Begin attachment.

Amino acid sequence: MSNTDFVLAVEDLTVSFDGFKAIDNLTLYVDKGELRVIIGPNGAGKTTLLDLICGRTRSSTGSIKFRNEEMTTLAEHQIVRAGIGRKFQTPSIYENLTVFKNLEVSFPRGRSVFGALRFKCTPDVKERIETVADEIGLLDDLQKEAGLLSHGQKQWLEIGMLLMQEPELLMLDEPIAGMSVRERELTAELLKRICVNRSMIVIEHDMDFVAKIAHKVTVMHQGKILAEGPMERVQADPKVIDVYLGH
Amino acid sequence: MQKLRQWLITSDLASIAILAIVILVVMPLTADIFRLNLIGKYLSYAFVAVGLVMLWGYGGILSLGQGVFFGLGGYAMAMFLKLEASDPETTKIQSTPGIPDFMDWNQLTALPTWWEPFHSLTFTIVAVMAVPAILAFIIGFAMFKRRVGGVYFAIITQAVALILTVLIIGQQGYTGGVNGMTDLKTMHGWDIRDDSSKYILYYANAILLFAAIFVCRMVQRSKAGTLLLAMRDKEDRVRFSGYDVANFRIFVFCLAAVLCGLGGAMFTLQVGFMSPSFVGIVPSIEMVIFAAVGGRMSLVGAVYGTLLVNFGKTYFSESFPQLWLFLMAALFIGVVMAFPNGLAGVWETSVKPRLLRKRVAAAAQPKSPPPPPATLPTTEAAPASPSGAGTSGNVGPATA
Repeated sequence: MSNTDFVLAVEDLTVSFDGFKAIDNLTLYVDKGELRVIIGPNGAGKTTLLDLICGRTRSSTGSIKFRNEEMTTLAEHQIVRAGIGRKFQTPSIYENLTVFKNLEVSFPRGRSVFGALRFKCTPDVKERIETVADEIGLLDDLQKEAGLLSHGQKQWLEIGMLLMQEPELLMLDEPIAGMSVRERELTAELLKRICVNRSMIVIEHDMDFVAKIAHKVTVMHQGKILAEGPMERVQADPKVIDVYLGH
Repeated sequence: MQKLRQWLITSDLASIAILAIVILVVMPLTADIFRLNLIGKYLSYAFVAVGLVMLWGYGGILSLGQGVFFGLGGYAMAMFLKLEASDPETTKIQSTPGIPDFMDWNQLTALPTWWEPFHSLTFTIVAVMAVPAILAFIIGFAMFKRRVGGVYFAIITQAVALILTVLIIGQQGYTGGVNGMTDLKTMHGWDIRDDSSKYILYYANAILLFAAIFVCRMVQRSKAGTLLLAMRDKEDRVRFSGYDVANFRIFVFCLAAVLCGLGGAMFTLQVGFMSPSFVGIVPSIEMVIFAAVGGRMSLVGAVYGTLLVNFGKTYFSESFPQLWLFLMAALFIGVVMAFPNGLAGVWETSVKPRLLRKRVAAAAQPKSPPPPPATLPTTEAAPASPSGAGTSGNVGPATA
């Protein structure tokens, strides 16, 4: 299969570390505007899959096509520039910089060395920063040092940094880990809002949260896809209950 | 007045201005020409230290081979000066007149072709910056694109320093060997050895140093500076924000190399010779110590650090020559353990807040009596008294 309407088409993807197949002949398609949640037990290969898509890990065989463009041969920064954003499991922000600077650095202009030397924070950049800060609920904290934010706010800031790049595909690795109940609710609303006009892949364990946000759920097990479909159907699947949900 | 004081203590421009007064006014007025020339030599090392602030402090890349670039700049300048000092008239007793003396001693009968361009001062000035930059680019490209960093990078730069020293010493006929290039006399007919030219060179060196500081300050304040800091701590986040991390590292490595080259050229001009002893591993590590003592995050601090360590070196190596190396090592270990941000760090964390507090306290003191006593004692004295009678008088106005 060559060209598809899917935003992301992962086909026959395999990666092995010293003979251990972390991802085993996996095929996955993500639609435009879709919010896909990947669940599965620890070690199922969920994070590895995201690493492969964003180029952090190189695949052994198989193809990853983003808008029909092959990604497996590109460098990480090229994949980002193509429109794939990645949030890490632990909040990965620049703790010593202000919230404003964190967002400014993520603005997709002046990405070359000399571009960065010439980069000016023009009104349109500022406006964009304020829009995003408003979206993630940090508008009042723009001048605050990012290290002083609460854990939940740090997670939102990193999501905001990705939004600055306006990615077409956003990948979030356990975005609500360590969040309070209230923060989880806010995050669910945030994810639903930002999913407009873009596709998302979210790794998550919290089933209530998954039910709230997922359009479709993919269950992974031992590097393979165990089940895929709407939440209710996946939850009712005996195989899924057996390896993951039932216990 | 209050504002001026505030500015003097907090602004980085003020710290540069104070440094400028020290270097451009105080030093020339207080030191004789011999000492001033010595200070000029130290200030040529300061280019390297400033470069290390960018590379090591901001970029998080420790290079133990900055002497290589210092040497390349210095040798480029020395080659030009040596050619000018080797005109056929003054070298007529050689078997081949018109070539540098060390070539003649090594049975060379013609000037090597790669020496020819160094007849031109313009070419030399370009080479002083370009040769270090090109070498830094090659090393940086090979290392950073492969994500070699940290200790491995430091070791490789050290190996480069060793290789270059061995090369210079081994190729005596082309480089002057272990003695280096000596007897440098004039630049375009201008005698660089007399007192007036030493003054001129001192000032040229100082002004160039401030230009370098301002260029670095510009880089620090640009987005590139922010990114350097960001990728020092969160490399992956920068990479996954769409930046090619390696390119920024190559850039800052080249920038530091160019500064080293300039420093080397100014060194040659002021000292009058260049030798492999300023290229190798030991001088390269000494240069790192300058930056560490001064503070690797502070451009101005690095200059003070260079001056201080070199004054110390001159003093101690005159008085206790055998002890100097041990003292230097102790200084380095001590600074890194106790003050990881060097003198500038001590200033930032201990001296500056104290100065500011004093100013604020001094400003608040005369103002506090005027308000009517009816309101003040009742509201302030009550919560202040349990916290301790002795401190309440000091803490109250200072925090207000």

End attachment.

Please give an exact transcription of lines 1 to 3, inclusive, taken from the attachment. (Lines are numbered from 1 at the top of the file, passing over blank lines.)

Amino acid sequence: MSNTDFVLAVEDLTVSFDGFKAIDNLTLYVDKGELRVIIGPNGAGKTTLLDLICGRTRSSTGSIKFRNEEMTTLAEHQIVRAGIGRKFQTPSIYENLTVFKNLEVSFPRGRSVFGALRFKCTPDVKERIETVADEIGLLDDLQKEAGLLSHGQKQWLEIGMLLMQEPELLMLDEPIAGMSVRERELTAELLKRICVNRSMIVIEHDMDFVAKIAHKVTVMHQGKILAEGPMERVQADPKVIDVYLGH
Amino acid sequence: MQKLRQWLITSDLASIAILAIVILVVMPLTADIFRLNLIGKYLSYAFVAVGLVMLWGYGGILSLGQGVFFGLGGYAMAMFLKLEASDPETTKIQSTPGIPDFMDWNQLTALPTWWEPFHSLTFTIVAVMAVPAILAFIIGFAMFKRRVGGVYFAIITQAVALILTVLIIGQQGYTGGVNGMTDLKTMHGWDIRDDSSKYILYYANAILLFAAIFVCRMVQRSKAGTLLLAMRDKEDRVRFSGYDVANFRIFVFCLAAVLCGLGGAMFTLQVGFMSPSFVGIVPSIEMVIFAAVGGRMSLVGAVYGTLLVNFGKTYFSESFPQLWLFLMAALFIGVVMAFPNGLAGVWETSVKPRLLRKRVAAAAQPKSPPPPPATLPTTEAAPASPSGAGTSGNVGPATA
Repeated sequence: MSNTDFVLAVEDLTVSFDGFKAIDNLTLYVDKGELRVIIGPNGAGKTTLLDLICGRTRSSTGSIKFRNEEMTTLAEHQIVRAGIGRKFQTPSIYENLTVFKNLEVSFPRGRSVFGALRFKCTPDVKERIETVADEIGLLDDLQKEAGLLSHGQKQWLEIGMLLMQEPELLMLDEPIAGMSVRERELTAELLKRICVNRSMIVIEHDMDFVAKIAHKVTVMHQGKILAEGPMERVQADPKVIDVYLGH